Dale was put in a lower paying position at work. A pay cut of nearly $3/hour is really significant when you're trying to live on one income.
A few days later we began looking for other jobs - starting in Chico, Sacramento, even SF and LA and San Diego. We looked out of CA and on March 12 he was offered a position in North Dakota which he accepted.
On Wednesday the 14th, he worked his last day at his job here.
He was set to leave on Saturday the 17th and would report to his new employer on Monday the 19th.
On Friday the 16th, he took his motorcycle from the mechanic to get gas (and one last short ride before heading out to ND) and in less than a 4 mile trip, everything changed.
Because it's an "open" case - meaning we have not settled with the insurance and haven't seen the police report - I'm not going to go into too much detail. The facts are, as I understand them, that the two lanes of traffic headed in the same direction that Dale was going, had stopped to leave an open spot. Dale was getting into the left turn lane. A guy driving a Toyota Tundra decided to take the open spot in the lanes and did not see Dale, striking him fully head on with his pickup, essentially he T-boned the right side of Dale and his bike.
The bike is totaled. Dale has 4 broken bones in his right hand, a brake in his ulna and 2 hairline fractures in his right tibia. He also has a floating piece of bone in his right ankle - which may or may not be a result of the accident. If it isn't from the accident, it's a severely aggravated old injury. Regardless, he's in a lot of pain.
On Saturday the 17th he had surgery to pin two of the 4 broken bones in his hand, the other two couldn't be pinned because they were too close to the joint. Later that day we received the call that because he couldn't report to the new employer on the 19th, they couldn't hold the job for him.... so no new job. No old job. No motorcycle.
Everything we were working toward was gone, just like that, in a matter of seconds.
It is also our understanding, from what the police said at the time of the accident, that the driver of the truck has a suspended license, is on probation for DUI and has a "brethalizer" in the truck which requires a legal BAC to operate. From what I've learned, he was NOT intoxicated at the time of the accident, but his wife, a licensed driver, was the passenger and apparently was not driving because she had "a headache."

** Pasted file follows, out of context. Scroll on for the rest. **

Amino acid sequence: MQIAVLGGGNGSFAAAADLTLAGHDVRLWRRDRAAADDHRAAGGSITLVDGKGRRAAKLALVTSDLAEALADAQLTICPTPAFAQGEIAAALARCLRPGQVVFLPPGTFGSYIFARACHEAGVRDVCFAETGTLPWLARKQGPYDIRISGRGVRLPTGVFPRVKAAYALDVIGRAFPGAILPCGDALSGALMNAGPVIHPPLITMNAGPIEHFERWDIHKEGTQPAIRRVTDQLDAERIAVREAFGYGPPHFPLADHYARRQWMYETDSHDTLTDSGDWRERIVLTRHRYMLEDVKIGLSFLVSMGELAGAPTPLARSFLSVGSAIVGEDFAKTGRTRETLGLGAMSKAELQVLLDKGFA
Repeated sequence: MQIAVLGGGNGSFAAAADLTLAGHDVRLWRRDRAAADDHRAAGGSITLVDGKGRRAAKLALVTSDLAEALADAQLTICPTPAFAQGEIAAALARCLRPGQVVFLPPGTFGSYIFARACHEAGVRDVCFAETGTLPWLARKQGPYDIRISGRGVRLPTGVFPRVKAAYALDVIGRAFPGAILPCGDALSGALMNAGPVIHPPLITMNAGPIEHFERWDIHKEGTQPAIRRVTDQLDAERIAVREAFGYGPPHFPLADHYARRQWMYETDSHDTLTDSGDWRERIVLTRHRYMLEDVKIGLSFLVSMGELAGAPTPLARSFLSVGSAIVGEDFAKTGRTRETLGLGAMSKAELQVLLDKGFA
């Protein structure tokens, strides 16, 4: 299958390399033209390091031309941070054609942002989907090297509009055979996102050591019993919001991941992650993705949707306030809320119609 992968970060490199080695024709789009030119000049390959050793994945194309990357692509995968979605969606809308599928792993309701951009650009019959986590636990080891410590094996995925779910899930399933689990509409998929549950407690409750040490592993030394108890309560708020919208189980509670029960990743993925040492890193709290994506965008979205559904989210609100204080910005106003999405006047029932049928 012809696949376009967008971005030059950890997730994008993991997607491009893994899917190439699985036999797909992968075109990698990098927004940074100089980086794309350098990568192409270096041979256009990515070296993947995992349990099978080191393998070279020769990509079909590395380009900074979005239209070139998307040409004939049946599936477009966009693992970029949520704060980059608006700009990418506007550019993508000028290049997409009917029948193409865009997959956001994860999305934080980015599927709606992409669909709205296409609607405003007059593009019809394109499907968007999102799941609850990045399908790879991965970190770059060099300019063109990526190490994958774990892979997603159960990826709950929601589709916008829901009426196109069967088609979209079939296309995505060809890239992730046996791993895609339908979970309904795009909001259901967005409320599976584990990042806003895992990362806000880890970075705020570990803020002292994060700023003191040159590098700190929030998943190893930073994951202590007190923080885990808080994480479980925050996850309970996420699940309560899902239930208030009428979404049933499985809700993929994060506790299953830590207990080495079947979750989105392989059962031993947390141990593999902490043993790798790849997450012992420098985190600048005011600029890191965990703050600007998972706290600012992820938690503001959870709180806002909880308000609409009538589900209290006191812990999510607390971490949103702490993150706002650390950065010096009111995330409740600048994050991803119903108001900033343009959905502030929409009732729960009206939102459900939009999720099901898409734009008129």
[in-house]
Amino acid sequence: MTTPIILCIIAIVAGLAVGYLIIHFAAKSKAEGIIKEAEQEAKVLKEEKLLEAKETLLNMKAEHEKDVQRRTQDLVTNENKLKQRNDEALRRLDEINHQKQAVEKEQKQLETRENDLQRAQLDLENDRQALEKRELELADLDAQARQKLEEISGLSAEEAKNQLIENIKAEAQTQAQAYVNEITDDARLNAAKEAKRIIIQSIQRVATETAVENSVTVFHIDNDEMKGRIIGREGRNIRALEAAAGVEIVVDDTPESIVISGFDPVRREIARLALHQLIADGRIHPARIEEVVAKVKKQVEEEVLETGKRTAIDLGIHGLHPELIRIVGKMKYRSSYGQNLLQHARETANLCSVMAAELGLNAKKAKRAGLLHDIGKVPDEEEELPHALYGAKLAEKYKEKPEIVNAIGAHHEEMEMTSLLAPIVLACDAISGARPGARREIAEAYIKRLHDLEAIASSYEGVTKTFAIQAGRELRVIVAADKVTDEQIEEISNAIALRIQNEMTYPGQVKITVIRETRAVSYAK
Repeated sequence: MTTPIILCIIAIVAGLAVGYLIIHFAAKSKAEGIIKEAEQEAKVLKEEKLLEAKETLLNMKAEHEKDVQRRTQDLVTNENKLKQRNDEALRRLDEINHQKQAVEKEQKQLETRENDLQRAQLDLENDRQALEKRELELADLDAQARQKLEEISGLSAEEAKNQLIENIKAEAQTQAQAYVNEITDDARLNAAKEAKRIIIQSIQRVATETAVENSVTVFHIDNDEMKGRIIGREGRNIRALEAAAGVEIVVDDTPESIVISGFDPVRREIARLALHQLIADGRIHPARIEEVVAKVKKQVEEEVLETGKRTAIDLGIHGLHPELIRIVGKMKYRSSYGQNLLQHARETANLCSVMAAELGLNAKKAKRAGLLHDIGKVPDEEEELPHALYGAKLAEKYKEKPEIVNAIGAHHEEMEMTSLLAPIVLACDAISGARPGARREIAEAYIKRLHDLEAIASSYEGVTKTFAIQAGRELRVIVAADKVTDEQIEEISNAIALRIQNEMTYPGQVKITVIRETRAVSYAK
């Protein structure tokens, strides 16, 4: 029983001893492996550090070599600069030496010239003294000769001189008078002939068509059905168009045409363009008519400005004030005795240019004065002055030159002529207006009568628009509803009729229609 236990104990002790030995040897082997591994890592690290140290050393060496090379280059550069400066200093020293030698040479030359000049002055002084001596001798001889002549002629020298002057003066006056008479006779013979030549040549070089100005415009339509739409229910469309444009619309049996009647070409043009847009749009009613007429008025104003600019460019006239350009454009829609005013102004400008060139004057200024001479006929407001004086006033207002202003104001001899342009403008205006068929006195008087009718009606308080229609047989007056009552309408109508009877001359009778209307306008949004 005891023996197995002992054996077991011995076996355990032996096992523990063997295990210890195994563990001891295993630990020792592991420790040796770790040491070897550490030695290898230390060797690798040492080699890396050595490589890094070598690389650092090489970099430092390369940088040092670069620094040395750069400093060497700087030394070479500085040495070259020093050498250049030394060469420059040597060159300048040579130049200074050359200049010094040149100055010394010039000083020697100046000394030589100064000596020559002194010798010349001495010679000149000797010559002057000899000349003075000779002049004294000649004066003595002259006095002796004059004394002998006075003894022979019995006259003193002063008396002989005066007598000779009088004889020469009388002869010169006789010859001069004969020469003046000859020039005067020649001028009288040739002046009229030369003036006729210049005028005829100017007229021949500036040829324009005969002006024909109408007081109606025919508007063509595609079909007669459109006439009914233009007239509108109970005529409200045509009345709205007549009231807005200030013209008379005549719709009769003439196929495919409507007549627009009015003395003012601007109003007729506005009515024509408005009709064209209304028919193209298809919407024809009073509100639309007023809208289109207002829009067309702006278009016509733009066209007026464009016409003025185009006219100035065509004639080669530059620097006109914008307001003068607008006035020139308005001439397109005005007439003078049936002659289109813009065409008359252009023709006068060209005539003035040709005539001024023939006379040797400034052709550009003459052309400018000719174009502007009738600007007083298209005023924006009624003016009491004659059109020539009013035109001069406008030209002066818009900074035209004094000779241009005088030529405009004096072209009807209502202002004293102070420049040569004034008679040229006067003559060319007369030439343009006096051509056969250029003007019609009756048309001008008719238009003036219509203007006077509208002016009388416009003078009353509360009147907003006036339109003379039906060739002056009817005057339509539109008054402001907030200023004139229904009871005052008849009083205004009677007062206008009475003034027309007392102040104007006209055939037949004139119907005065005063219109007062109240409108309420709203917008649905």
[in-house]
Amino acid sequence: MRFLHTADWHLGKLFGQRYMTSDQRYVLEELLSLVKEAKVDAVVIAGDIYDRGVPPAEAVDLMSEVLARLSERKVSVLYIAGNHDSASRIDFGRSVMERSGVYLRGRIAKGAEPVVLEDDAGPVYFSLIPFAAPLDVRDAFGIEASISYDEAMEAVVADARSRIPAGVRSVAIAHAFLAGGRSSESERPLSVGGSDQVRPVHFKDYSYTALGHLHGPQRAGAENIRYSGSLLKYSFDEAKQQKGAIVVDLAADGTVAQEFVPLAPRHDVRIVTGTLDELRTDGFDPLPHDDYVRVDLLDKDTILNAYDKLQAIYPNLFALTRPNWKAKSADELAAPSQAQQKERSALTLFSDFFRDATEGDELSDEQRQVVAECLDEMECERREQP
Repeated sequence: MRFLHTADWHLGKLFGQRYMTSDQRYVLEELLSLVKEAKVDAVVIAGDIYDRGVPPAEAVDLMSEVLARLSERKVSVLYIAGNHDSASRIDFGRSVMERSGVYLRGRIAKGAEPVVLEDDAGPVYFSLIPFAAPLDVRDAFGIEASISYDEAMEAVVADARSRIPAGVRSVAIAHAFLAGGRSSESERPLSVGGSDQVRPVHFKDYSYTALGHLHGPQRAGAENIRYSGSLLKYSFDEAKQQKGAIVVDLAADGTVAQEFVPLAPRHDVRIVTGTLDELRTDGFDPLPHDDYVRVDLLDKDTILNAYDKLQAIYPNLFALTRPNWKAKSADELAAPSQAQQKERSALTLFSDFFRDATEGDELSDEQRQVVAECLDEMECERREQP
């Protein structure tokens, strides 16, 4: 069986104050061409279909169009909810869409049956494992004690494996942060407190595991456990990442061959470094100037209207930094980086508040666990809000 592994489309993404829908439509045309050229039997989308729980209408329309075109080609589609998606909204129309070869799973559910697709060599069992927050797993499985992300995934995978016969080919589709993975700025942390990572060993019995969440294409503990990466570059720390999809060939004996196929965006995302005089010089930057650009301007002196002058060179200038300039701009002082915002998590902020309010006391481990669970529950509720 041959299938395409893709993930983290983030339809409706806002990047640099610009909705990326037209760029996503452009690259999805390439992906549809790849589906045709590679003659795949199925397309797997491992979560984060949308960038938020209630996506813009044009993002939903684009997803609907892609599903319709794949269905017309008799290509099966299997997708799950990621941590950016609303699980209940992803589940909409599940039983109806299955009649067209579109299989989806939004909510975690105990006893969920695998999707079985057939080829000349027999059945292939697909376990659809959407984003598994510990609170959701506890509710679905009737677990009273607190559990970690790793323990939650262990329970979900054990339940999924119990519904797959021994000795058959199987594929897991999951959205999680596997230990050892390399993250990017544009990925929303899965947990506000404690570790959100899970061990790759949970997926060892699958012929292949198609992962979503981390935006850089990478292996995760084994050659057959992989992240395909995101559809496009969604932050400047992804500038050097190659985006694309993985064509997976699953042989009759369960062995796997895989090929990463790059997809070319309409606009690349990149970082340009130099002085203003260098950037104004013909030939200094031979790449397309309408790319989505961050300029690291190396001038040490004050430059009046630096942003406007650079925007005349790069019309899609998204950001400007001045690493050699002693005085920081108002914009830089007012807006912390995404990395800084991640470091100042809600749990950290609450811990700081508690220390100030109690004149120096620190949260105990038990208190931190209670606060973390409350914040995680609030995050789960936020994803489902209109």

I don't want to spend any more of my time speculating as to what caused the driver to hit Dale. Dale said that when he looked at the guy seconds before impact, the guy was looking the other way. There's no way he saw Dale. All I know is that our lives have been turned completely upside down.
The other thing I know is that this could have been so much worse. Dale has some broken bones and he'll heal. His bike is totaled, but it looks like we're going to buy it back at salvage and he'll have a project to work on once he's healed. He's lost a job, but he'll find another.
Today is our 9th anniversary. Had he driven to North Dakota we wouldn't be spending this day together. Had the accident been worse, there's a chance we wouldn't be celebrating this day at all.
Here are some pictures.....When you look at these I want you to think. This accident was at low speeds, in nearly standing still traffic. Dale was not splitting lanes or riding crazy. He was on a VERY brightly colored bike, with an equally brightly colored helmet, and his headlight was on. This was an ACCIDENT. The other guy just didn't see him. Was the other guy negligent? Sure - he wasn't even supposed to be driving. Had it been raining that day, yes. But lots of people ride in a downpour, in this case, it was NOT raining. Regardless, a bike, when ridden smartly, carefully, is no less capable in rain than a car.
Before you jump to conclusions about people who ride, I want you to think. Most riders aren't out there being maniacs, sure there are some exceptions, there always are. Most of them are just like Dale, riding back from the gas station. And when it's motorcycle vs truck, or even a small car, the bike always, ALWAYS loses. I'm asking you to be aware. Look around you. Motorcyclists are not as easily seen as vehicles, even when brightly colored.
We are VERY lucky. Many are not. Take the extra seconds, slow down, be aware.
As angry as I am with the person who hit Dale, I cannot begin to imagine how he must feel knowing he seriously injured another person.... knowing he could have killed my husband.
Dale's bike before:
And here is the bike now. The first one was at the scene on Friday (the helmet is sitting on it), the others were taken today at the shop where the bike is currently sitting:
And Dale, in the ER on Friday:
I was allowed to take a pic of one of the xrays - this is of his hand. You can see the two bones in the palm where there are now pins. His middle finger is broken just above the knuckle at the palm and right below the knuckle in the palm.
Before surgery on Saturday:
Assorted shots of the injuries: